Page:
Florida has chance to redeem itself

George W. Bush did not win the 2000 election in Florida and the presidency because the United States Supreme Court halted the hand recount of ballots with him ahead by 537 votes. A study by eight news organizations found that Bush would likely still have prevailed with a full recount under the rules set by the Florida Supreme Court at the time. Bush won and Democratic candidate Al GoreAlbert (Al) Arnold Gore2020 Democrats release joint statement ahead of Trump's New Hampshire rally Deregulated energy markets made Texas a clean energy giant Gun safety is actually a consensus issue MORE lost because under those state rules, the recount did not consider some 114,000 overvotes, where more than one candidate seemingly was marked on the ballot.

Although it was not possible to ascertain voter intention on all such ballots, the intention was evident on many tens of thousands of overvotes, the great majority of which were cast for Gore. Florida election officials this year have the opportunity to rectify the mistakes of 2000, because current rules announced by Florida Secretary of State Ken Detzner include both undervotes and overvotes in a hand recount of the ballots.

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Florida election officials rejected as invalid nearly 180,000 ballots in 2000, or about 3 percent of the total 6,000,000 votes across the nation. About one-third of the rejected ballots were undervotes, where a vote could not be accurately determined from the machine count. Florida election officials manually recounted these ballots, poring over the infamous hanging chads and dimples on punch card ballots to ascertain whether they could detect a missed vote. About two-thirds of the rejected ballots were overvotes. The machine recount discarded overvotes even if a voter punched in “Al Gore” and then wrote down “Al Gore” to ensure that there would be no mistaking their intention. The state included none of these ballots in the hand recount under rules at the time.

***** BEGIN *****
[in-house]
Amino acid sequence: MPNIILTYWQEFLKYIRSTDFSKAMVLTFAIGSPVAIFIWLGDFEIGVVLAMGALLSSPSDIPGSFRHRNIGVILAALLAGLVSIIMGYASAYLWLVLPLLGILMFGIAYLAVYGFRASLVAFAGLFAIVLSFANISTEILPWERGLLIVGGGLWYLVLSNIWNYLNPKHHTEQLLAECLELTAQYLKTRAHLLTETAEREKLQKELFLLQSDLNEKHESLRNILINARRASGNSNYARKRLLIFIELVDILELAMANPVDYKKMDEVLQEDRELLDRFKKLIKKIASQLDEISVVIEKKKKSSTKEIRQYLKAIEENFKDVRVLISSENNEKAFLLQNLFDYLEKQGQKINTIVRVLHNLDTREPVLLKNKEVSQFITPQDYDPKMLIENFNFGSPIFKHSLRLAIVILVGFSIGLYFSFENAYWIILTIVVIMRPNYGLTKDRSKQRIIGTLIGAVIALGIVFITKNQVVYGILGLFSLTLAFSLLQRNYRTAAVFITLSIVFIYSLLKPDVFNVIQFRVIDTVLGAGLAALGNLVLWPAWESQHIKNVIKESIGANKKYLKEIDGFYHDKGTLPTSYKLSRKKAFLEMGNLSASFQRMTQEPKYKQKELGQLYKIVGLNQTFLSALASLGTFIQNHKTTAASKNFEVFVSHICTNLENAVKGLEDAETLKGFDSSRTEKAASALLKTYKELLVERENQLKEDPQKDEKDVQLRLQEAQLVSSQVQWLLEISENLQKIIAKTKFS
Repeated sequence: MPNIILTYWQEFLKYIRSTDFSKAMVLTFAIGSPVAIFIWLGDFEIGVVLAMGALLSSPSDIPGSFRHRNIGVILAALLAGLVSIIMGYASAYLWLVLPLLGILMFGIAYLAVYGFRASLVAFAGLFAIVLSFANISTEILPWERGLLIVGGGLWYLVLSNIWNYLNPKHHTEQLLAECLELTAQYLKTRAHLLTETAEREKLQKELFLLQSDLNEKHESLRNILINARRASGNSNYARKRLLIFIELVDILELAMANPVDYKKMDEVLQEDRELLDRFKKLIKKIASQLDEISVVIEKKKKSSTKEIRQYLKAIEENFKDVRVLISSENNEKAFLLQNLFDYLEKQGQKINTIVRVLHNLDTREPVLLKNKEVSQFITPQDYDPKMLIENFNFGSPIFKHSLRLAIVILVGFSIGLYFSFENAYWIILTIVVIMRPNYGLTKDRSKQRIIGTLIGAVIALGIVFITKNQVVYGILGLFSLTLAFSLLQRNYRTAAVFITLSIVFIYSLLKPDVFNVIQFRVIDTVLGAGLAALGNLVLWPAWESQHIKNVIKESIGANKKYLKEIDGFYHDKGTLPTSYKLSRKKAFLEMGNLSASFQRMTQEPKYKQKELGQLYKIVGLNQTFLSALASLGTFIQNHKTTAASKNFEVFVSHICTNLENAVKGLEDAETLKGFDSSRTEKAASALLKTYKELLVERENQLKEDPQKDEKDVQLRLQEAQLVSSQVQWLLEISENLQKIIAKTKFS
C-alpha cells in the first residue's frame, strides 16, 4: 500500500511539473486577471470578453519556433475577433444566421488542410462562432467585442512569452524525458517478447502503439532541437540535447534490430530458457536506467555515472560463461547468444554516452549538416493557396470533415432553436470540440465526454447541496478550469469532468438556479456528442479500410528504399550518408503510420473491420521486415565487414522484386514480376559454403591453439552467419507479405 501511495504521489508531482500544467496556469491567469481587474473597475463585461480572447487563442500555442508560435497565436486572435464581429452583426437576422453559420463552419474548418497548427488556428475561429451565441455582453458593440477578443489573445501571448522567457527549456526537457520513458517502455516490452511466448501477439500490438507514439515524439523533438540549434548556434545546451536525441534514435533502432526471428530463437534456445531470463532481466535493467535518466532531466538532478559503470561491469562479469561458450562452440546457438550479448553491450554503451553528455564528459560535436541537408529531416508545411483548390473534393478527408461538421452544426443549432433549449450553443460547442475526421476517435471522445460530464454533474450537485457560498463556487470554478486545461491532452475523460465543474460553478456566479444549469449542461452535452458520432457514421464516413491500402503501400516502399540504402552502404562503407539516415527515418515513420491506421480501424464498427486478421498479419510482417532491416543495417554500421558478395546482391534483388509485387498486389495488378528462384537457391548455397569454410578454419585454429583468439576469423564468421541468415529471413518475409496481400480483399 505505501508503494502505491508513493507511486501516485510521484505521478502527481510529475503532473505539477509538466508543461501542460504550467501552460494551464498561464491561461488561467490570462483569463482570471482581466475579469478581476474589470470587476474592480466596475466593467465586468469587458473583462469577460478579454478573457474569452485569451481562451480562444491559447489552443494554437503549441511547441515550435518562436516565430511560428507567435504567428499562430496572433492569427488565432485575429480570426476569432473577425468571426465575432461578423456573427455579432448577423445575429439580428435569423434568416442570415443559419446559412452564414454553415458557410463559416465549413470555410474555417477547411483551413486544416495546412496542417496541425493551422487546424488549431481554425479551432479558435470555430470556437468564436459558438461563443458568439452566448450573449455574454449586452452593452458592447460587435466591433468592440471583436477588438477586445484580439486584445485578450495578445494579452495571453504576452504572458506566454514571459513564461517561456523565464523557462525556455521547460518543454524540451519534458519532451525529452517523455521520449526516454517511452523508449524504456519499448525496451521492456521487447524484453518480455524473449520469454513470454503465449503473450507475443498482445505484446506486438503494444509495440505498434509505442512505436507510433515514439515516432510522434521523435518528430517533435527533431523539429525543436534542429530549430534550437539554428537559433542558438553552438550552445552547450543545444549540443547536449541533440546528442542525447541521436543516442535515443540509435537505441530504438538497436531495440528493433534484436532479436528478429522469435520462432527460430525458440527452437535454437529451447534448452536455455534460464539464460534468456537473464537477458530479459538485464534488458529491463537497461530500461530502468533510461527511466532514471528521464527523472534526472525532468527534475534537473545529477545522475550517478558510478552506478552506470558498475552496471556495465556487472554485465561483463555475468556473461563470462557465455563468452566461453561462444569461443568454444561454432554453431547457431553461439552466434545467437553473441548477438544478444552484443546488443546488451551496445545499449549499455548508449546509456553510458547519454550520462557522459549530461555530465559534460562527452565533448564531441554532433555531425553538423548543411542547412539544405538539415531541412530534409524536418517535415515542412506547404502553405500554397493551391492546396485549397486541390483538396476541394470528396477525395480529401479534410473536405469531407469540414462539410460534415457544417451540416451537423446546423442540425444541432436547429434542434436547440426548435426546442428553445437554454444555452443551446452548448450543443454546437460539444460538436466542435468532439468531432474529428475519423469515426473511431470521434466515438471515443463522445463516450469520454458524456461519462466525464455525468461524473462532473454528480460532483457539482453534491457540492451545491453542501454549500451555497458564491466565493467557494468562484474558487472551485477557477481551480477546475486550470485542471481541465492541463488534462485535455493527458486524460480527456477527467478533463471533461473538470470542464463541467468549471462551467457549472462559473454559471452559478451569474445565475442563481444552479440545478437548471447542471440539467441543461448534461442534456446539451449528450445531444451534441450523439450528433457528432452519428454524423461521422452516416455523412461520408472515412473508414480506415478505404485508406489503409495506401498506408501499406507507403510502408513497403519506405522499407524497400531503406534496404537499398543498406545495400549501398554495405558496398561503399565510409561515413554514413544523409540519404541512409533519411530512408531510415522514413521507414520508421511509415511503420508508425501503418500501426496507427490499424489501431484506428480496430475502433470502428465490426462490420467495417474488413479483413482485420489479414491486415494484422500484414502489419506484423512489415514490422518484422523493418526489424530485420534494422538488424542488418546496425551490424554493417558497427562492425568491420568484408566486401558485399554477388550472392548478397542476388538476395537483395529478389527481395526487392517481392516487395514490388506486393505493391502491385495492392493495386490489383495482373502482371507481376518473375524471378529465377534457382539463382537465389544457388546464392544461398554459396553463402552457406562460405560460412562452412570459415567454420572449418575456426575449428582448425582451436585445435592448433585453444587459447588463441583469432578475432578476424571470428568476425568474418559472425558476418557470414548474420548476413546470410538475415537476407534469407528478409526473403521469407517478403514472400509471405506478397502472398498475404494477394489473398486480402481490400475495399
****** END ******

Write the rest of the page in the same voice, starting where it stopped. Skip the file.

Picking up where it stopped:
My 2001 study of the 2000 election in Florida for the United States Commission on Civil Rights found that African Americans, who voted 95 percent for Gore in the state, were heavily overrepresented among rejected overvoted ballots. Had all such ballots been recounted by hand it is highly likely that Gore would have easily overcome the lead Bush had from recounted undervoted ballots. My study remains available online.

Three years later, political science professor Walter Mebane of the University of Michigan validated my findings in a ballot by ballot study of every uncounted overvoted vote for the presidency across the state of Florida in the 2000 election. He found that “more than 50,000 votes that were intended to go to either Bush or Gore but instead were discarded.” If all such ballots had been tallied in the election, Mebane concluded in his research that “Gore would have won by more than 30,000 votes.”

Florida election officials this year have an opportunity to fully determine voter intention on all ballots in the hand recount that will likely follow the machine recount in the races for senator and agriculture commissioner and possibly for governor as well. A spread of 0.25 percent or less between the candidates after the machine recount is completed will automatically trigger the hand recount under state law. Florida election officials must examine impartially and as carefully as possible voter intention on each overvoted ballot rejected in the machine count. Republicans must embrace such intense scrutiny of voter intention.

Republicans celebrated when a reexamination of overvoted ballots in the 2017 contest for the 94th district for the Virginia House of Delegates changed a Democratic victory to a tie vote. The Republican candidate then won a random drawing to break the tie, which sealed party control of the House by a single seat. “The outcome is clear,” said winning candidate David Yancey. The outcome will be equally clear in the manual recount in the election in Florida this year if officials apply the same standards of exacting review of overvotes that gave Yancy his victory in Virginia.

Allan Lichtman is an election forecaster and distinguished professor of history at American University. Follow him on Twitter @AllanLichtman.